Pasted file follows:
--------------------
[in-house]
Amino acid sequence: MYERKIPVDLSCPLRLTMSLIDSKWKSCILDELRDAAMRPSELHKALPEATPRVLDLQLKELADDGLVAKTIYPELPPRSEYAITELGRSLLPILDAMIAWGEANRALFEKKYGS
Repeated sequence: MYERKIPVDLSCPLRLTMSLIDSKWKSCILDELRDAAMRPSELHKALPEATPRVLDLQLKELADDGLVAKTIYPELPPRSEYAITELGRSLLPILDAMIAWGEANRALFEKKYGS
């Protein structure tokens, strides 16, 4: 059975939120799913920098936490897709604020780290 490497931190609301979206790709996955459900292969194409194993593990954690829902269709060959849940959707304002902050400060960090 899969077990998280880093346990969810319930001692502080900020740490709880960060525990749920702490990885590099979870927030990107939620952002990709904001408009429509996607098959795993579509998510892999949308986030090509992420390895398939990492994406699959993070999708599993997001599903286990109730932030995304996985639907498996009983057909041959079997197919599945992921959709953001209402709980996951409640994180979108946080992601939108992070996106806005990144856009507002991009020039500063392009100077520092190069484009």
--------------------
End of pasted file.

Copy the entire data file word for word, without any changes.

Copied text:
[in-house]
Amino acid sequence: MYERKIPVDLSCPLRLTMSLIDSKWKSCILDELRDAAMRPSELHKALPEATPRVLDLQLKELADDGLVAKTIYPELPPRSEYAITELGRSLLPILDAMIAWGEANRALFEKKYGS
Repeated sequence: MYERKIPVDLSCPLRLTMSLIDSKWKSCILDELRDAAMRPSELHKALPEATPRVLDLQLKELADDGLVAKTIYPELPPRSEYAITELGRSLLPILDAMIAWGEANRALFEKKYGS
């Protein structure tokens, strides 16, 4: 059975939120799913920098936490897709604020780290 490497931190609301979206790709996955459900292969194409194993593990954690829902269709060959849940959707304002902050400060960090 899969077990998280880093346990969810319930001692502080900020740490709880960060525990749920702490990885590099979870927030990107939620952002990709904001408009429509996607098959795993579509998510892999949308986030090509992420390895398939990492994406699959993070999708599993997001599903286990109730932030995304996985639907498996009983057909041959079997197919599945992921959709953001209402709980996951409640994180979108946080992601939108992070996106806005990144856009507002991009020039500063392009100077520092190069484009």